Election officials said Friday that voting in Kandahar would be postponed by a week because of the attack. Balloting had already been canceled in Ghazni province, southwest of Kabul, because of disputes over ethnic representation, along with fears of violence. The Taliban control several Ghazni districts, and in August, it thrashed the provincial capital for several days, killing scores of soldiers and civilians, before retreating under a U.S.-backed government offensive.

The insurgents have remained on the offensive even as President Ashraf Ghani and the United States try to persuade the group’s leadership to join peace talks for the first time.

Last week, U.S. officials met with Taliban representatives in the Persian Gulf nation of Qatar, the most recent in a series of meetings aimed at building confidence for face-to-face talks to end the fighting.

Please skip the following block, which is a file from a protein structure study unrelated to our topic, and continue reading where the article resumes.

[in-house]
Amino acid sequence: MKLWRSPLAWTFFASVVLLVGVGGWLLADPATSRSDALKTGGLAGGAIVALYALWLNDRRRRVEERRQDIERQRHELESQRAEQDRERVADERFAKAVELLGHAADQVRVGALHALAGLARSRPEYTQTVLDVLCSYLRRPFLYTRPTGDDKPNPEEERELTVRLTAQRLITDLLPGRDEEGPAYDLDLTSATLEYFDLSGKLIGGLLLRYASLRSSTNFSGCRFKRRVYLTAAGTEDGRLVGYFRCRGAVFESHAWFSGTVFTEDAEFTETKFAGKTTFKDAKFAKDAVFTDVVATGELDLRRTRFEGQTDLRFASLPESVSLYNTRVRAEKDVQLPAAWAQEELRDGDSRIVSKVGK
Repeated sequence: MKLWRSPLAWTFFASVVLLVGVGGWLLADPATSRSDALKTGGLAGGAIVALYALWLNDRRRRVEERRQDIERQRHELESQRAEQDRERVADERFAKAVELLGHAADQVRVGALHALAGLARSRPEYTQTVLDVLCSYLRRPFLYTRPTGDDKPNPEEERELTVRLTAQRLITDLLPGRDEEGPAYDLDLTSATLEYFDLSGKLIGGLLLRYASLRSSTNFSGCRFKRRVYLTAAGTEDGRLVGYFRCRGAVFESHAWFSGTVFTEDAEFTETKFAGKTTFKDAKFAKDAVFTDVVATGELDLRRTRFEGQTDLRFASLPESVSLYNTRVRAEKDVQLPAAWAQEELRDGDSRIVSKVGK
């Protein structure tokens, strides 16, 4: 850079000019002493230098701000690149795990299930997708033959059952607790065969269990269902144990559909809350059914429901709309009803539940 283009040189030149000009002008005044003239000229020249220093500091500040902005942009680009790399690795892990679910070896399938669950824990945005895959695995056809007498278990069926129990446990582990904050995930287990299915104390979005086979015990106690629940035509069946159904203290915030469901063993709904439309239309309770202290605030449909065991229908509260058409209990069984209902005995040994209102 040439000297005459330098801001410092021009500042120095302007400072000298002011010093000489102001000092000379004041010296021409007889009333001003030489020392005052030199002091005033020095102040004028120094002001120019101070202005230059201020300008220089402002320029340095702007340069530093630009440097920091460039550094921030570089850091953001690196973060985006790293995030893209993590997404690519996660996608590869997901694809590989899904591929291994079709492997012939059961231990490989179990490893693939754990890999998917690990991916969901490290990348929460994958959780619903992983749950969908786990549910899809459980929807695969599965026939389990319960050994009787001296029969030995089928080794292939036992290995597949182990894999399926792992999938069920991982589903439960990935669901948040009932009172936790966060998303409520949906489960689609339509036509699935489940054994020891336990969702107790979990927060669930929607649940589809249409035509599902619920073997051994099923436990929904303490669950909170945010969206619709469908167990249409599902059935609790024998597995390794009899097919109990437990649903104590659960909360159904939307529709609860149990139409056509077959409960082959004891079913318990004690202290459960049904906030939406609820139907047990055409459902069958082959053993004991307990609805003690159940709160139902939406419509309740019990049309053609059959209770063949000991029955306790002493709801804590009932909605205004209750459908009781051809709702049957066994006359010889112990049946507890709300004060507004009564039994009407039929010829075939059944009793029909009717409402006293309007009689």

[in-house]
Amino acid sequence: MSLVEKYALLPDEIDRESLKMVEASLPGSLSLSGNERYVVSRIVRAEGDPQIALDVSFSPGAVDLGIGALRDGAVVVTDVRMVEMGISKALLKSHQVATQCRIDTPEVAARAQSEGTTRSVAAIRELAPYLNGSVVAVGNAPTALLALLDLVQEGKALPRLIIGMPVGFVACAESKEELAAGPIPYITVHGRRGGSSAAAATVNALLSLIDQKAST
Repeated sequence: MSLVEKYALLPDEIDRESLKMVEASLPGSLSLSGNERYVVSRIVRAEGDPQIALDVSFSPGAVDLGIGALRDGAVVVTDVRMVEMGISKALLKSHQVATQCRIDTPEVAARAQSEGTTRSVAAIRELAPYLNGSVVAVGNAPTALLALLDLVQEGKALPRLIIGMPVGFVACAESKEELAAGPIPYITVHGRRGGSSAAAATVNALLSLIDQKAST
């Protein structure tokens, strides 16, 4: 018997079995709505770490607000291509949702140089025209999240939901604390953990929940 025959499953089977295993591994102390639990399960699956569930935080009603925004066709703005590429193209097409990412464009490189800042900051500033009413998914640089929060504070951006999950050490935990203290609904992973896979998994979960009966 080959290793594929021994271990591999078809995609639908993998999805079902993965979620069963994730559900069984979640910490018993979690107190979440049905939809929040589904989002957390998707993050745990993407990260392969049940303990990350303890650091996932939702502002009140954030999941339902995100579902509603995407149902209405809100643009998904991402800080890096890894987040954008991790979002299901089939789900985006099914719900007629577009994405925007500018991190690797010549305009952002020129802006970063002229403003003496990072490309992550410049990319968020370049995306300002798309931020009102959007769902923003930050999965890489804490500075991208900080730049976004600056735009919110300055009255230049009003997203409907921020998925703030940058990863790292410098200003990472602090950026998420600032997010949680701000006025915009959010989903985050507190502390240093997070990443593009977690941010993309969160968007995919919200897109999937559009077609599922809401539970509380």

The Taliban said in a statement this week that the upcoming vote “is a foreign plot to prolong occupation” and warned that its fighters would attack schools where voting would take place, urging teachers and students to stay away.

As a precaution, the government has closed public schools until the day after the election and deployed 50,000 security forces nationwide to protect polling centers. Preliminary results are expected Nov. 10.

In the last parliamentary elections, in 2010, 93 candidates younger than 40 won seats. Financial and security problems, as well as political bickering over election commissioners, combined to delay the upcoming vote by three-and-a-half years.

Afghanistan does not have traditional political parties, so the vast majority of candidates are running as independents. The vote is seen as an important milestone before presidential elections scheduled for the spring.

These will be the third parliamentary elections since the U.S.-led invasion toppled the Taliban in 2001, and Afghans’ faith in their elected officials has eroded over the years.

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Lawmakers and government ministers have accused members of Parliament of various crimes — including embezzlement, land grabbing, illegal construction and smuggling of drugs and alcohol — but no Parliament member has ever been convicted of the charges.